GMO-crops are history in Denmark
29. maj 2013 13.09 English
Genetically modified crops have been subject to fierce criticism on many fronts, and it seems the objections have not been in vain.
The company Monsanto has been in the process of testing the possibilities of producing different GMO crops in Denmark, but that time has come and gone, according to DR News in cooperation with Investigative Reporting Denmark.
“Monsanto only sells GMO corn in three European countries. We won’t be spending more money trying to convince people to grow them,” said Brandon Mitchener, head of PR for Monsanto in Europe.
GMO unpopular throughout Europe
The decision was made behind closed doors and the company saw no reason to make an announcement, even though it entails that all foodstuff companies in Denmark have now given up on genetically modified crops along with most of Europe.
“It is not really very surprising when you consider that chemistry company Bash stopped their biotech experiments in Europe in 2012 and that agro company Syngeta moved their studies several years earlier. This will have an impact on the international dissemination of genetically modified crops on a global scale,” said Klaus Sall, who has studied the GMO industry for several years and recently released a progress report on the development of genetically modified crops within the European Union.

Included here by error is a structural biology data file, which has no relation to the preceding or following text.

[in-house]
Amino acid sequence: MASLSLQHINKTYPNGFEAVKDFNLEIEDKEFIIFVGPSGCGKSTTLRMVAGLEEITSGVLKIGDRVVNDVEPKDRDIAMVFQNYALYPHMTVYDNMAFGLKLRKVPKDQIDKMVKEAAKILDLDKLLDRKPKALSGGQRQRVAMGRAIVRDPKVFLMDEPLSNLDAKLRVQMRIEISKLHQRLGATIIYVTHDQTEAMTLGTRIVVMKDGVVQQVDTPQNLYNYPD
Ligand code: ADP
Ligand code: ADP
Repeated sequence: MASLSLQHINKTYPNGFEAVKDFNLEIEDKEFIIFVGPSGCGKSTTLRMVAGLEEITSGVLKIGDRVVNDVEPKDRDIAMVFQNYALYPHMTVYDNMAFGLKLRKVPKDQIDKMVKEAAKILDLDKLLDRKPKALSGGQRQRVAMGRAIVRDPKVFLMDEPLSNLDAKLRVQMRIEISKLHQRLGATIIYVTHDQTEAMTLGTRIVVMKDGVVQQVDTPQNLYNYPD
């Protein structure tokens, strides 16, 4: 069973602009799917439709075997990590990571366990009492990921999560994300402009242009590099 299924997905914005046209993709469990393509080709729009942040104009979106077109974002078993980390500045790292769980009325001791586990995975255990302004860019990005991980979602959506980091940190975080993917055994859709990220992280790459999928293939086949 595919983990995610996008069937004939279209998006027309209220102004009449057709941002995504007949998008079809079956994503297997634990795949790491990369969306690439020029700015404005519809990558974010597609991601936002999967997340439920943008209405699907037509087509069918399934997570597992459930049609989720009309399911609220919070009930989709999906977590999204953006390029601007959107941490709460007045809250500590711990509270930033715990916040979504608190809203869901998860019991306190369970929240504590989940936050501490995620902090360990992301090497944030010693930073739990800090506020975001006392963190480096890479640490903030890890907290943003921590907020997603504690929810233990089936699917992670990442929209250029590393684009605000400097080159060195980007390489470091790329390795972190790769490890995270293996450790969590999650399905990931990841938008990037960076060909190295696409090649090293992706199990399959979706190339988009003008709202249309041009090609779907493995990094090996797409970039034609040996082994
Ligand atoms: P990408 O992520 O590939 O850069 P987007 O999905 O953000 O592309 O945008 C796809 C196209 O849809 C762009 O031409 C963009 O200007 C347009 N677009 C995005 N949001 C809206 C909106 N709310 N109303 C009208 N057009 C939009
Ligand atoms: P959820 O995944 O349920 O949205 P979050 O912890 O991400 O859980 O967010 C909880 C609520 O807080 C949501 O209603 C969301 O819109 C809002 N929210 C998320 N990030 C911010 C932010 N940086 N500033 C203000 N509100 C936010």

Danish authorities confirm that this spells the end of GMO crops in Denmark.
“At the moment, there are no Danish trials of GMO crops registered with the Danish AgriFish Agency,” said Kristine Riskær, head of the Seed and Plants department at the Danish AgriFish Agency, which holds authority over testing involving GMO crops in Denmark in cooperation with the Environmental Protection Agency.
However, she does note that requests for new field trials may be made in the future.